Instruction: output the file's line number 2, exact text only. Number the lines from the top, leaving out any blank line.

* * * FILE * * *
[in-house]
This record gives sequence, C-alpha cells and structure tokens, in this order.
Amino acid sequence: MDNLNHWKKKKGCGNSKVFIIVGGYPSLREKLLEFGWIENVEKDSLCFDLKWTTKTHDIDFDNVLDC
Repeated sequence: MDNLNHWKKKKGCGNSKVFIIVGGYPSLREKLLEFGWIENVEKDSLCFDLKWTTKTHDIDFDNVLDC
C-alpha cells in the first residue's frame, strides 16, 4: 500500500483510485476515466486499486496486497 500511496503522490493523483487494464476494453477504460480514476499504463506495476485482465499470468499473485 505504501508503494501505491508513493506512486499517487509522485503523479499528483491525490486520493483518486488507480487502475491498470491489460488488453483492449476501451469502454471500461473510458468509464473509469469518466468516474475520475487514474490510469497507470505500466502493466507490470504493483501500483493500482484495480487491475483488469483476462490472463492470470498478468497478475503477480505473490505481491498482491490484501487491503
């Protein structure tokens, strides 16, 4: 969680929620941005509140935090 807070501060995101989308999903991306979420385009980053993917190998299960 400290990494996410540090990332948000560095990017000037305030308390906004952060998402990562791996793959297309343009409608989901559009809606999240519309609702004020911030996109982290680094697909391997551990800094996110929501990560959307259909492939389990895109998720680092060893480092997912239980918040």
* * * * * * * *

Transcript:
This record gives sequence, C-alpha cells and structure tokens, in this order.